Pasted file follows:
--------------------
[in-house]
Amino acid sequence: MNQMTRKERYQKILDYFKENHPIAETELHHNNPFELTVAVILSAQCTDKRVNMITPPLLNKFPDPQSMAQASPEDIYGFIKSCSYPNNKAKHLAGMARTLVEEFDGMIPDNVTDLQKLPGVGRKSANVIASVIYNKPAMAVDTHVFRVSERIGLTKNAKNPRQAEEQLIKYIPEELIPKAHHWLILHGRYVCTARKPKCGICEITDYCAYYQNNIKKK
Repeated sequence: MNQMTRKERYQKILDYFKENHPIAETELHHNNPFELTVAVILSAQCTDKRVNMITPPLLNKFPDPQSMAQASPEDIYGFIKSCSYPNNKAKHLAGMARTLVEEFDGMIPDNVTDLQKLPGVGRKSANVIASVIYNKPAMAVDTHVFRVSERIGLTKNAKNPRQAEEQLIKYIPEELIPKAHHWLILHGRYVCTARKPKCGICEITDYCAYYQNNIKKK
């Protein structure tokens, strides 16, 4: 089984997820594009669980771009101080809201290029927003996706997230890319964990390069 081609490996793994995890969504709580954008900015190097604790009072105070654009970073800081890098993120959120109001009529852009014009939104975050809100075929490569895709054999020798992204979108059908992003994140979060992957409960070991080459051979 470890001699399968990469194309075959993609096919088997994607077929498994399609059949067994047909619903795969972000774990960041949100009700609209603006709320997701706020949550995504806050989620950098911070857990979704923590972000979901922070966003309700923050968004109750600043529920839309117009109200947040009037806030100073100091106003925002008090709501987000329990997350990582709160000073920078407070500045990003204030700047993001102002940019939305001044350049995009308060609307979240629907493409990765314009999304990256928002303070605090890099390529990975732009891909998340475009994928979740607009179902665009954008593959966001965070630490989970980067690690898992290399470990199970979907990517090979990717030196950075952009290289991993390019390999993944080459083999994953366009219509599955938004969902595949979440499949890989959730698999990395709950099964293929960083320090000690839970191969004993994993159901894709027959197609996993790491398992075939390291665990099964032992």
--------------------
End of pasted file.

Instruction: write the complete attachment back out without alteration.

[in-house]
Amino acid sequence: MNQMTRKERYQKILDYFKENHPIAETELHHNNPFELTVAVILSAQCTDKRVNMITPPLLNKFPDPQSMAQASPEDIYGFIKSCSYPNNKAKHLAGMARTLVEEFDGMIPDNVTDLQKLPGVGRKSANVIASVIYNKPAMAVDTHVFRVSERIGLTKNAKNPRQAEEQLIKYIPEELIPKAHHWLILHGRYVCTARKPKCGICEITDYCAYYQNNIKKK
Repeated sequence: MNQMTRKERYQKILDYFKENHPIAETELHHNNPFELTVAVILSAQCTDKRVNMITPPLLNKFPDPQSMAQASPEDIYGFIKSCSYPNNKAKHLAGMARTLVEEFDGMIPDNVTDLQKLPGVGRKSANVIASVIYNKPAMAVDTHVFRVSERIGLTKNAKNPRQAEEQLIKYIPEELIPKAHHWLILHGRYVCTARKPKCGICEITDYCAYYQNNIKKK
């Protein structure tokens, strides 16, 4: 089984997820594009669980771009101080809201290029927003996706997230890319964990390069 081609490996793994995890969504709580954008900015190097604790009072105070654009970073800081890098993120959120109001009529852009014009939104975050809100075929490569895709054999020798992204979108059908992003994140979060992957409960070991080459051979 470890001699399968990469194309075959993609096919088997994607077929498994399609059949067994047909619903795969972000774990960041949100009700609209603006709320997701706020949550995504806050989620950098911070857990979704923590972000979901922070966003309700923050968004109750600043529920839309117009109200947040009037806030100073100091106003925002008090709501987000329990997350990582709160000073920078407070500045990003204030700047993001102002940019939305001044350049995009308060609307979240629907493409990765314009999304990256928002303070605090890099390529990975732009891909998340475009994928979740607009179902665009954008593959966001965070630490989970980067690690898992290399470990199970979907990517090979990717030196950075952009290289991993390019390999993944080459083999994953366009219509599955938004969902595949979440499949890989959730698999990395709950099964293929960083320090000690839970191969004993994993159901894709027959197609996993790491398992075939390291665990099964032992």